Dancing For Her Queens

Nicole Ishibashi, a Waimea High alum, wowed the crowd at Merrie Monarch and placed in the top five in the Miss Aloha Hula competition, dedicating her dance to Queen Emma and Queen Kapiolani

Nicole Nalani Ishibashi’s dreams came true in 2012 when she stepped on stage at the Merrie Monarch Festival.

“I think it’s every hula girl’s dream,” she says.

The Kauai native, who is a hairstylist at Hair Razors in Lihue, had wanted to perform at the weeklong hula competition ever since she was a little girl. She’d watch it on television, begging her kumu hula, Leina’ala Pavao Jardin, to be granted an opportunity to perform.

That day finally arrived for Ishibashi two years ago when her hula halau, Ka Lei Mokihana O Leina’ala, led by Jardin, journeyed to Hawaii island and placed fourth in the Wahine Hula Auana category for their performance of Ta Pua Elama.

“For that to come true was amazing,” she says.

But it was the path it took to get there, not the result, that made her experience so sweet.

“It’s not about winning, but sharing your mele with everyone,” says Ishibashi.

Her halau returned to the festival in 2013 for Merrie Monarch’s 50th anniversary and placed third in the kahiko category for their oli (chant), Aia I Kekaha Kou Manao E.

This year, however, was groundbreaking for Ishibashi, as she placed fifth for the Miss Aloha Hula Award for her solo performance. Still, she remains humble about the prestigious honor.

“For us, it’s not really about placing; it’s about the journey,” she says. “You remember more so what we went through to get to where we are.”

Leading up to Merrie Monarch, Ishibashi put in hours of time researching her hula kahiko (ancient chant with no music), which was dedicated to Queen Kapiolani, and her hula auana (modern dance with music), dedicated to Queen Emma — two ali’i wahine who cared deeply for the Hawaiian people’s health.

When Captain Cook arrived in the Islands during the 1800s, his sailors brought diseases to which Hawaiians had not developed immunity. Both queens wanted to ensure that their people would be taken care of by encouraging them to feel comfortable with Western medicine and started their own hospitals: Kapiolani Medical Center for Women and Children and The Queen’s Medical Center.

“It amazes me,” says Ishibashi about the queens’ commitment to the Hawaiian people and how their ideas blossomed into the full-blown medical centers they are today.

Ishibashi credits her father Peter for her decision to commemorate these queens. He was diagnosed with leukemia in 2012 and currently is in remission.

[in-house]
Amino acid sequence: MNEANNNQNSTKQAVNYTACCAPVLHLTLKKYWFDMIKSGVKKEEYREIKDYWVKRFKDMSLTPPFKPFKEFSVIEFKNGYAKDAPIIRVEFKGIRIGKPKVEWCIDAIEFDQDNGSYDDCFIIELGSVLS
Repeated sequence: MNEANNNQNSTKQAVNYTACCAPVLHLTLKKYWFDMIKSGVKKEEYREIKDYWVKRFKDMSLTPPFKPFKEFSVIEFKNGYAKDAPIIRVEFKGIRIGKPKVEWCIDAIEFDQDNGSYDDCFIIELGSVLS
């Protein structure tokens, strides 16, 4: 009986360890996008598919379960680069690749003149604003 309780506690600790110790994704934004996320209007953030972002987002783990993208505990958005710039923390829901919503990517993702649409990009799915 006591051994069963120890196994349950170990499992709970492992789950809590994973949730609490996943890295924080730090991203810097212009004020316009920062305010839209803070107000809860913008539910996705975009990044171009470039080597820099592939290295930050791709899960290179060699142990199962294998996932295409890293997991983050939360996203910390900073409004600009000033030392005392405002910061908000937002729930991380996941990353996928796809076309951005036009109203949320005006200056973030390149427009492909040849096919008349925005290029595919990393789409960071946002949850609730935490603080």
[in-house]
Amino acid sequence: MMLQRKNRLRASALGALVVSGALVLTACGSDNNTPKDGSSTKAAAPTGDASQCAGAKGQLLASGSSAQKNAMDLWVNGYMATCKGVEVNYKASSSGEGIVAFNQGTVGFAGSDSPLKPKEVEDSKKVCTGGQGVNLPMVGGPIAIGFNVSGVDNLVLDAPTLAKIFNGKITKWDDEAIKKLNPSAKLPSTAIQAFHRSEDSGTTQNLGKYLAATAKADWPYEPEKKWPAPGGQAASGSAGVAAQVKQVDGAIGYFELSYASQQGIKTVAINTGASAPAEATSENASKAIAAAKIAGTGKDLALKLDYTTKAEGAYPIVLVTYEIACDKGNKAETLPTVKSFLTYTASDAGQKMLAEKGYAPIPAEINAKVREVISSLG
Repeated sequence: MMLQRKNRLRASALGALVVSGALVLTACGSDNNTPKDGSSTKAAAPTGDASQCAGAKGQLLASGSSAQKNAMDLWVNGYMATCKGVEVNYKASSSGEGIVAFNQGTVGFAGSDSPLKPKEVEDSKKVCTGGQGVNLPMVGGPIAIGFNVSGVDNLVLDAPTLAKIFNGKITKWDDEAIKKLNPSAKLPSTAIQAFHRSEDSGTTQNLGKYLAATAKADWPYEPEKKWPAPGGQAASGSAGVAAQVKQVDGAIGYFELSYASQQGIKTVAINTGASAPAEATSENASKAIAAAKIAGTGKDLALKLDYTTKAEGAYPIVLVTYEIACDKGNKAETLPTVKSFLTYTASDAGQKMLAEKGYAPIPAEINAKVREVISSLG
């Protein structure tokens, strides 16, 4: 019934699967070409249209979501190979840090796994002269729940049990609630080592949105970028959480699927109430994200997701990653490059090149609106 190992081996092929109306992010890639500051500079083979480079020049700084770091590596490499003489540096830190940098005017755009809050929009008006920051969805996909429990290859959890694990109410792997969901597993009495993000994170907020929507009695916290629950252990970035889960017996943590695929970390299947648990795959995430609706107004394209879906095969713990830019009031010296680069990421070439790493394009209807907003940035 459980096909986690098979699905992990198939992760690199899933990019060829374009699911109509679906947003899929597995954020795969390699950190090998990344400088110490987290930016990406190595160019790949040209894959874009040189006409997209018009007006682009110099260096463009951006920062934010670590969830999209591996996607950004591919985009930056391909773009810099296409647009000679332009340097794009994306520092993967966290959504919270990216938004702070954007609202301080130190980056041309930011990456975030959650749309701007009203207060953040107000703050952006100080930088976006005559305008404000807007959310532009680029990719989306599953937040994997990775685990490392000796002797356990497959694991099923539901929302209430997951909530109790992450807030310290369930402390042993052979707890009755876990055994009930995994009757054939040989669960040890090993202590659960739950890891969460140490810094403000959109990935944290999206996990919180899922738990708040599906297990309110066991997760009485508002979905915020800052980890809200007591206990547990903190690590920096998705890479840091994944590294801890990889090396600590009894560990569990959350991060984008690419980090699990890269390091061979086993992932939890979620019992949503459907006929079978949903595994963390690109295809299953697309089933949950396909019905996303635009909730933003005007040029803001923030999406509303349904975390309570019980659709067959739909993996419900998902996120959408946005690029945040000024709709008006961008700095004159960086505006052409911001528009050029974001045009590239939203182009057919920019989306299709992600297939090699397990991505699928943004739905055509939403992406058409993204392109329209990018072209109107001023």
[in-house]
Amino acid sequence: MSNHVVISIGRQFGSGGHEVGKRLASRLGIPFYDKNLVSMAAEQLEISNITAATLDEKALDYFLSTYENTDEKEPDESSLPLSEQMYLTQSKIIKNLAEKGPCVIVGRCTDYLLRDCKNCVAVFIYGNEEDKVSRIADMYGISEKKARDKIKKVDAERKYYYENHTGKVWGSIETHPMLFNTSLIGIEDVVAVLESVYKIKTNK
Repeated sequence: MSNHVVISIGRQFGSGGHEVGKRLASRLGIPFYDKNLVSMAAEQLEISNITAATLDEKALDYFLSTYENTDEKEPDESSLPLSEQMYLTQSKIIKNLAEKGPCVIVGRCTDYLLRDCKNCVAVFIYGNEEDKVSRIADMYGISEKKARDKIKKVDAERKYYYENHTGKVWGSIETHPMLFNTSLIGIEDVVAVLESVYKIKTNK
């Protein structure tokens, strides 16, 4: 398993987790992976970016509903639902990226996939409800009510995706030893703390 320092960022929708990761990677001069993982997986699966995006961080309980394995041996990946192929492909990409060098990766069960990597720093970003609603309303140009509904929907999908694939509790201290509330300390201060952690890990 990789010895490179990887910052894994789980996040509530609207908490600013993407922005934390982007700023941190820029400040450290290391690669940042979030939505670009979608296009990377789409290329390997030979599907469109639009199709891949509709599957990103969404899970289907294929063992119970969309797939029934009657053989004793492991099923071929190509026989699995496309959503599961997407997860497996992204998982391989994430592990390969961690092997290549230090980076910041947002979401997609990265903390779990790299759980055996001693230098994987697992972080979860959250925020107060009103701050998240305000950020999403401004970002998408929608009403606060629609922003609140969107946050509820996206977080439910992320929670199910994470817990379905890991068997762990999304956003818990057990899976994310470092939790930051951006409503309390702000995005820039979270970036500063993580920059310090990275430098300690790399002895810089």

“Seeing him go through that gave me a greater appreciation for Queen Emma and Queen Kapiolani for creating this legacy and these hospitals to help people,” says Ishibashi, who was born and raised in Kalaheo.

Ishibashi’s family has always been supportive of her hula endeavors. In fact, her mother Lisa, also a hula dancer, inspired her daughter to start dancing at age 5.

Coincidentally, it was the same year Jardin opened her halau in Kalaheo, where Ishibashi has been practicing and with whom she has been performing ever since.

“It really puts you in the right direction and puts you on the right path,” she says about her halau.

The discipline she received from Jardin, who has served as a second mother to her, was priceless. Not only does Jardin (who recently was awarded a Na Wahine Alakai

Women’s Leadership Award), instill Hawaiian culture in her teachings, but she also instructs her girls on how to become women, make the right choices in life and do well in school.

“Because you know if you’re bad in school, she’s going to scold you when she finds out,” jokes Ishibashi, who graduated from Waimea

High School in 2008. “She’s very involved.”

Ishibashi’s passion for hula grew throughout the years. Though she moved to Oahu to attend cosmetology school after high school, she continued taking classes each week in Kalaheo until she moved back to the island in 2012.

“We all love it; we have to love it to do it because it’s a year-round thing,” she says.

Ishibashi admits she was sad when the Merrie Monarch Festival came to a close this year. Her halau of some 30 women of all age ranges went from seeing each other every day for two weeks leading up to the competition — preparing flowers, stamping skirts and practicing — to once a week for practice.

“I didn’t realize it was over until we reached the airport here and I cried,” says Ishibashi.

She enjoys the bond they share and their mutual love for hula.

“You can have a bad day, (but) go to hula and have a beautiful night,” she says.

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